Truth: I don't tell you all about our lives.  In fact, I don't tell you that much at all.  You know the famous painting, Washington Crossing the Delaware? Well, it's 149 by 255 inches [says my friend Wikipedia].

Imagine our family's life as such a painting.  There's a lot going on, a lot of figures, lots of color and drama.  After all, there are 8 of us plus extended family and everyone else who's in and out of our doors.

I write about us once a month in the newspaper.  I post on this blog.  I post clever snippets on Facebook.  Which seems like you're seeing a lot of the painting.

The truth is, you're not standing right in front of this painting, examining it in detail.  You're either 100 feet away, getting a general* sense of water, winter, boats, and bravery.  Or you're up close, looking at it through a soda straw and seeing only a detail here and there--a bit of the flag, a hand on the oar, a flapping coattail.

*get it? Washington?

Writing teachers will tell you to say just enough and to let the reader fill in the rest with his/her imagination.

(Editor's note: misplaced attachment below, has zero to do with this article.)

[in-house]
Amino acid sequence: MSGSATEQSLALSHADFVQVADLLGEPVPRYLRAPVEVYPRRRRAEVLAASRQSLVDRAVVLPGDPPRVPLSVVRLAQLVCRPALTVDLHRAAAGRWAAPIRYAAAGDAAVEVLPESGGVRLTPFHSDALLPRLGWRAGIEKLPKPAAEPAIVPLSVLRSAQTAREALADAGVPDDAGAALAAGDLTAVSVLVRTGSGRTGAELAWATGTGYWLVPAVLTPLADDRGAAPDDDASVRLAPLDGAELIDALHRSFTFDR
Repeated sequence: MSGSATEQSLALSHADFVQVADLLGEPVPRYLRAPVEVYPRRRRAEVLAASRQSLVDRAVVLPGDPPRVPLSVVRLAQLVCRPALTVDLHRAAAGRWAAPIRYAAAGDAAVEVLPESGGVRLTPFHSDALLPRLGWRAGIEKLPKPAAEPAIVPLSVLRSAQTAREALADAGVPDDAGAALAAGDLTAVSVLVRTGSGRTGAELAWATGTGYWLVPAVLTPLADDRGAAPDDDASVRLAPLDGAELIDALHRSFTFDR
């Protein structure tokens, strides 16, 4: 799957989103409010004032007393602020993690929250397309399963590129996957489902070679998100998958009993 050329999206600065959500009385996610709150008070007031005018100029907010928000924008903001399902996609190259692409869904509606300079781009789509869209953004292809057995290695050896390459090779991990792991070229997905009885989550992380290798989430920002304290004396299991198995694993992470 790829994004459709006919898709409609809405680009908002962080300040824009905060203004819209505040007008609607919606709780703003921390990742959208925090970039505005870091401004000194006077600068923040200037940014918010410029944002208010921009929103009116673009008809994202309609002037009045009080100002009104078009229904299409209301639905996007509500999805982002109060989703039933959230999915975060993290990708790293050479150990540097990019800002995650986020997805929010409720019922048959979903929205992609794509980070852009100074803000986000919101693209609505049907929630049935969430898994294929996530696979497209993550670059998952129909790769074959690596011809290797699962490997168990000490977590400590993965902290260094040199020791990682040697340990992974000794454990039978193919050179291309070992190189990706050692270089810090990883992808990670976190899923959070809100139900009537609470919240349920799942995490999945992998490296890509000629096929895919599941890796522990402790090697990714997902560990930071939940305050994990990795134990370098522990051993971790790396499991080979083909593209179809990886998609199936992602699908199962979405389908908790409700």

Readers are good at filling in with their imagination.  But they forget what was actually stated and what was filled in by their own minds.

Myth 5: If you tell me anything, I will write about it.

Maybe five or ten times in the past, since ideas were panting at the door of my brain and begging to be let out and I was inexperienced and didn't think it through, I have made grievous errors of writing about people who did not want to be written about, without asking them first.

Bad things happened to me.  Really bad, awful, rather-meet-a-rattlesnake things. Bad enough that I wept, and repented, and lost sleep, and said terrible condemning and castigating messages to myself, and drowned in regret, and wrote great wordy apologies, and decided to quit writing forever because there was no atoning for this error, and no one with such a lack of discretion should be tossing words out into the great world, ever.

But always, eventually, between my gentle husband and the even-gentler Holy Spirit, I was re-introduced to Grace and to Calling and to Permission to Make Mistakes, and once again, the words spun in my head until they dropped forth, one by one, with great caution, from my fingers.

So now I am very careful.  And I ask before I write about you.  I even pay you.

If you are someone who divulges your latest escapade to Emily and adds, "Please don't tell your mom because she'll write about it," that is painful but no more than I deserve.

But believe me when I say I've learned a few things, and sometimes I sit on stories that are like trapped squirming cats, struggling and scratching to be told, but I hold onto them tightly and don't let them free.